Sleep may also be a powerful modifiable risk factor in memory decline

Dear Editor,

We read with great interest the study published by Jia et al., investigating the association between a healthy lifestyle and memory decline in older adults. The authors discussed a broad range of healthy lifestyle factors in this study which provides a valuable insight into the importance of maintaining a healthy lifestyle for slowing cognitive decline. We commend their findings showing that a healthy lifestyle does slow the rate of memory decline, even in those individuals who are genetically susceptible, harbouring variants in APOE ε4. This is of particular importance given that these risk factors are modifiable and relatively easy interventions to advise patients on numerous levels; through public health messaging and in primary and secondary care settings. In addition, in patients with APOE ε4 variants, these findings offer value in showing that these individuals can also modify their risk of cognitive decline. Thus, empowering patients in how they can reduce their risk of cognitive decline even with a non-modifiable risk factor.

However, we feel that the authors overlooked one key area of a healthy lifestyle that is important to consider with respect to cognitive decline; that being sleep and sleep hygiene. Long has it been known that issues with sleep are an all-cause risk factor for cognitive decline and dementia, as reviewed eloquently by Xu et al. [1] It is an interesting lifestyle parameter to consider given that sleep deprivation and sleep issues are also associated with food desire and appetite regulation which may negatively influence healthy food choices. [2,3] Other factors may also be affected by poor sleep quality such as desire or motivation to exercise and alcohol consumption. Therefore, we think it is vital to consider sleep as a lifestyle factor, as it is a confounding variable that is likely to influence other factors investigated in this study. It should also be highlighted that sleep is also a modifiable risk factor that is an easy intervention to advise patients on with respect to emphasising the importance of getting enough sleep and sleep hygiene practises.

Providing evidence for the association with slowing cognitive decline as well as promoting more healthy behaviours such as reduced desire to consume energy-dense, nutrient poor food would be of value.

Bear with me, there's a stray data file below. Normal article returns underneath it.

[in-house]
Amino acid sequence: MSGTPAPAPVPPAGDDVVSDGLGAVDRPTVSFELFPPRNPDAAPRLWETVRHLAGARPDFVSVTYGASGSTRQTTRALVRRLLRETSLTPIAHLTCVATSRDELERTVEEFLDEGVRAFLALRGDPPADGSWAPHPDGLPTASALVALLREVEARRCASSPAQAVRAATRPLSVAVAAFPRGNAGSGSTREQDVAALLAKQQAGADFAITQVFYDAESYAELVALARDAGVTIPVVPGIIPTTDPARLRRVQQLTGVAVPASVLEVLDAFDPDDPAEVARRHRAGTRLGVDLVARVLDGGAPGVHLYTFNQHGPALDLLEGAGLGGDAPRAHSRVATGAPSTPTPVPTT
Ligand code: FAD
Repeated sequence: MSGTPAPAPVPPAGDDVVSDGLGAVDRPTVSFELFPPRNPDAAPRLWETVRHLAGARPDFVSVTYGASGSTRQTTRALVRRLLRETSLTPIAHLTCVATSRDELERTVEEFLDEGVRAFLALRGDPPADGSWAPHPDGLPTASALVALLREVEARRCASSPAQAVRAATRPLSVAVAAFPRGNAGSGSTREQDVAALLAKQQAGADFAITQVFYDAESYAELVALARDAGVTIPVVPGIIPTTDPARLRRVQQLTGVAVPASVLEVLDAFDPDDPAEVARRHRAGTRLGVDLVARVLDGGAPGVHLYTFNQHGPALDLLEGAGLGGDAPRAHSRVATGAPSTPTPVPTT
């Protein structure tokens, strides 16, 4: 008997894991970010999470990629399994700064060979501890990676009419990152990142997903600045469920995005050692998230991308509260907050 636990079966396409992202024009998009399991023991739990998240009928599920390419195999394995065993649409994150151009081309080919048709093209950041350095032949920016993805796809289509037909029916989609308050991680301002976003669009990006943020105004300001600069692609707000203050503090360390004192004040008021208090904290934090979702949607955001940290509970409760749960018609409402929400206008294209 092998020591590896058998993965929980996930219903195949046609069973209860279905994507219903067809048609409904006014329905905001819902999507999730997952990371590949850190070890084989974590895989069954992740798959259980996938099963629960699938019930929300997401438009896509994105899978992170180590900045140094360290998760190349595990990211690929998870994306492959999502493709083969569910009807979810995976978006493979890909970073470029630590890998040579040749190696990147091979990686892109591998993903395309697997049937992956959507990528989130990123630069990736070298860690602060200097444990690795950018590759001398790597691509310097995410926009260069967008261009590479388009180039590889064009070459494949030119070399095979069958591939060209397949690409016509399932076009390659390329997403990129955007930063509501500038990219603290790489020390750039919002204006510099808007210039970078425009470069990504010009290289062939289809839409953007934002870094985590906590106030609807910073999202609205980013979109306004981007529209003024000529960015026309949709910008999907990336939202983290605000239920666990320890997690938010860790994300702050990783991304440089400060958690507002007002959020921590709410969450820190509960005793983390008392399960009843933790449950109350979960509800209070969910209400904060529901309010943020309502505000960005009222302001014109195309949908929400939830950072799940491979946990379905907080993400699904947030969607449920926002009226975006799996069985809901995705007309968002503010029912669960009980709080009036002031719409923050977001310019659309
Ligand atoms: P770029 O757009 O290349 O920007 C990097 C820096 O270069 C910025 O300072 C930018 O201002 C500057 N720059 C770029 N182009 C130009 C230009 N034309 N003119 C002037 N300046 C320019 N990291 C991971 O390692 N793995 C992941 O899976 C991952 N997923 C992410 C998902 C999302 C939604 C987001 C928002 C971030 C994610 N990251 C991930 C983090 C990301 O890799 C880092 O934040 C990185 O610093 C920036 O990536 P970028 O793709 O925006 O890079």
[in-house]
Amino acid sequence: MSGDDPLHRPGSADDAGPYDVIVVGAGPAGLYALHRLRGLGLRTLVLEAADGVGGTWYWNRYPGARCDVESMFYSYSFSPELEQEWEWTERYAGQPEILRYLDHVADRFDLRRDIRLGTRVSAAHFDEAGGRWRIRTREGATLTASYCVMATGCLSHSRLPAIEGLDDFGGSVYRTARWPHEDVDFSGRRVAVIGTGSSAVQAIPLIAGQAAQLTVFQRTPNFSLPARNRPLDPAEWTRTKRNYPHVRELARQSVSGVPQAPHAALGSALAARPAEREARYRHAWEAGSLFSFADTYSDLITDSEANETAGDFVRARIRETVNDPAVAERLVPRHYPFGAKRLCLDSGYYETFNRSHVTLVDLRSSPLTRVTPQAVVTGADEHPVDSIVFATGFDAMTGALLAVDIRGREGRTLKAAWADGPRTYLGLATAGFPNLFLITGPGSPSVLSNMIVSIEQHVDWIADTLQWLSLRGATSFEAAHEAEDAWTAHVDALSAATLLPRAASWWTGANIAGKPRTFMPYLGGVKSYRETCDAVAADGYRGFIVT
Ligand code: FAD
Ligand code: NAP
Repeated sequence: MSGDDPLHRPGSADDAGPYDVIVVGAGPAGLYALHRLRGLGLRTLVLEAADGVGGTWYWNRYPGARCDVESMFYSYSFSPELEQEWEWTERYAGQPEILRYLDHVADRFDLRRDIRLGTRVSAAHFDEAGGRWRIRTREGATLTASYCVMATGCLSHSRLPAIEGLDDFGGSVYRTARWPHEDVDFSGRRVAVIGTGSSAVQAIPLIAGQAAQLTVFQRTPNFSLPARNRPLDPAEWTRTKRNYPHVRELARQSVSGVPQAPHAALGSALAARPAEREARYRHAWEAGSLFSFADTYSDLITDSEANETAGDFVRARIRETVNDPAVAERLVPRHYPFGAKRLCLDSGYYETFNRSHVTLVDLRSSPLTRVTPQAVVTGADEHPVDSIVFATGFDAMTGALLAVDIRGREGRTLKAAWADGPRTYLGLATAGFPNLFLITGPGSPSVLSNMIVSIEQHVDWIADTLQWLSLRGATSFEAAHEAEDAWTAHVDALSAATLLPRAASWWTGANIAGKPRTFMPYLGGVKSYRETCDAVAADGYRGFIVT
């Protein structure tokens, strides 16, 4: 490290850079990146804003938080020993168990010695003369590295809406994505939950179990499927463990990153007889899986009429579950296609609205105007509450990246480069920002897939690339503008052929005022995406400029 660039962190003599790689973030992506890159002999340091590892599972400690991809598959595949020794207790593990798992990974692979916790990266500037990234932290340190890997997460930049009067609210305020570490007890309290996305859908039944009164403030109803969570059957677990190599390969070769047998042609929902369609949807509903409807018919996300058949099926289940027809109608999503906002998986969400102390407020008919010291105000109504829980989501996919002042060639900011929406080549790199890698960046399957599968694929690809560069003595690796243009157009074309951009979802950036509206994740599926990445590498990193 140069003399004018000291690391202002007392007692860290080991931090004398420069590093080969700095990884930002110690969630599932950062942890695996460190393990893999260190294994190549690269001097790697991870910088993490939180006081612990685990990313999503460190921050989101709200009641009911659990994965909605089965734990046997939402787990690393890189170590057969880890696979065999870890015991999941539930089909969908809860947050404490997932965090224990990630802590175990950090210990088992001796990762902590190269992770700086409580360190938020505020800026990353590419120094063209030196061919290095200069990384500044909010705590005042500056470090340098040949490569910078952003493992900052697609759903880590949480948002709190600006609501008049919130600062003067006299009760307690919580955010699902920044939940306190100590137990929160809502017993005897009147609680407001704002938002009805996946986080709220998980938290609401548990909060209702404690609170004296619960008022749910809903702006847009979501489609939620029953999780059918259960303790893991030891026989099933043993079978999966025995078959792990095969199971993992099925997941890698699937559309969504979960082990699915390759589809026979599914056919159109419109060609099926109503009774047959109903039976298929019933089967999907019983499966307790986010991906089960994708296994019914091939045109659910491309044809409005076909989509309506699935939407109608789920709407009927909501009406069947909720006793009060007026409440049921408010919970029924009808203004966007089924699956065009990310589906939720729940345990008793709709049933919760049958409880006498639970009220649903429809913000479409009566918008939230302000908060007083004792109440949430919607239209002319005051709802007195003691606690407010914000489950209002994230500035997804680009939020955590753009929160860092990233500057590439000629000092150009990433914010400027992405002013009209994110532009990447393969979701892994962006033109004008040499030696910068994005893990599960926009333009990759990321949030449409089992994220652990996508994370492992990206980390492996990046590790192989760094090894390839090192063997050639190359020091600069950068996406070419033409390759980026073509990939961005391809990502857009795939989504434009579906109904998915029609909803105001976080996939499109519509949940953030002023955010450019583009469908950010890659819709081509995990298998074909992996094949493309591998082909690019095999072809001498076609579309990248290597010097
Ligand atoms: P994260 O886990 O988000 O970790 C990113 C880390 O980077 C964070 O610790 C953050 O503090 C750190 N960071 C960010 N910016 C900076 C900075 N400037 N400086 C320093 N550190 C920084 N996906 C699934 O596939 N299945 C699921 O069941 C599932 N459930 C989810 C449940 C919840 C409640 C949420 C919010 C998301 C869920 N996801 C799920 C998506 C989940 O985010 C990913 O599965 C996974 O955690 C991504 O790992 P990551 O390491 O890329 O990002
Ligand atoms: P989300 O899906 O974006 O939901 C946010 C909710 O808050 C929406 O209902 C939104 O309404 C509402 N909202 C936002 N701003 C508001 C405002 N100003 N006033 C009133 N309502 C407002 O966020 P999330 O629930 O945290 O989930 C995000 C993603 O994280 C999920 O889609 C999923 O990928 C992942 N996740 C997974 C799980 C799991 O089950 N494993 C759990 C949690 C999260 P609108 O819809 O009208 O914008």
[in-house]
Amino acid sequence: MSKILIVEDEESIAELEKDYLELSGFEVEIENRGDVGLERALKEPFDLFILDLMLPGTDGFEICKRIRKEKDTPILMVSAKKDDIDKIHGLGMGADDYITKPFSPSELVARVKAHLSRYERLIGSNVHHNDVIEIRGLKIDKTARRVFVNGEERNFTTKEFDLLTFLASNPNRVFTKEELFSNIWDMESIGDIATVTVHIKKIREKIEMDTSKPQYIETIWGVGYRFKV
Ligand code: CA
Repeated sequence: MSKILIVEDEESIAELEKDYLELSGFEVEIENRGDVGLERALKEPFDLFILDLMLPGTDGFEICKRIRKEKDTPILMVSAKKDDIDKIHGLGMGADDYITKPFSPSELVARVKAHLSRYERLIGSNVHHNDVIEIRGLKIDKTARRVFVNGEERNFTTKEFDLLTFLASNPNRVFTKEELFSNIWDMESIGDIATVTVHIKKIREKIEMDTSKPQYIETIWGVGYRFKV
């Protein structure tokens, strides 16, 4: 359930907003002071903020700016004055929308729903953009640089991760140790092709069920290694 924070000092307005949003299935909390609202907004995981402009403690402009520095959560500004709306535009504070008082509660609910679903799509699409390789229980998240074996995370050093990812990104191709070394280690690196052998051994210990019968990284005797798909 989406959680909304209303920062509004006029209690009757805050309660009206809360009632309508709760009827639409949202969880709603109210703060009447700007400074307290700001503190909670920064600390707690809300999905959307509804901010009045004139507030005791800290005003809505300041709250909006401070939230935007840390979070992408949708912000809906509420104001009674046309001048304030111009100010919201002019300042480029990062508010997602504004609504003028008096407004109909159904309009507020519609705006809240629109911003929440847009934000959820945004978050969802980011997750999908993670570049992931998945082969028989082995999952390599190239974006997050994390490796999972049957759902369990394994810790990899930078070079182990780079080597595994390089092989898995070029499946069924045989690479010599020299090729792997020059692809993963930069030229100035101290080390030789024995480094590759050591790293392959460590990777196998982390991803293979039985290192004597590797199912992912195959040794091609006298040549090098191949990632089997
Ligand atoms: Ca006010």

Furthermore, information about sleep quality is easy to obtain from study participants in the form of questionnaires about average hours asleep per night, sleep hygiene related questions and reporting sleep disorders. The authors do highlight the drawbacks of this style of self-reporting data collection, so measurement errors should be taken into consideration when reporting any link between sleep and cognitive decline, as already discussed.

We support the authors in their conclusions of the lifestyle factors included in their study. We believe sleep to be an important consideration when observing lifestyle-related risk factors and cognitive decline. Obtaining this information would pivotal, particularly when looking at the contribution of sleep as an individual factor but also if sleep impacts other factors in this study. Not only would this provide evidence for sleep as a modifiable risk factor in memory decline but would help elucidate how impactful sleep is on other healthy behaviours and whether it compounds their effect. The authors highlight the need for more extensive investigations of a healthy lifestyle on cognitive decline, and we believe sleep to be an essential lifestyle factor to be considered in these future studies.

1) Xu, W. et al. (2020) ‘Sleep problems and risk of all-cause cognitive decline or dementia: an updated systematic review and meta-analysis’, Journal of Neurology, Neurosurgery & Psychiatry, 91(3), pp. 236–244.

2) Greer, S.M., Goldstein, A.N. and Walker, M.P. (2013) ‘The impact of sleep deprivation on food desire in the human brain’, Nature communications, 4, p. 2259.

3) Benjamins, J.S. et al. (2021) ‘The influence of acute partial sleep deprivation on liking, choosing and consuming high- and low-energy foods’, Food Quality and Preference, 88, p. 104074.

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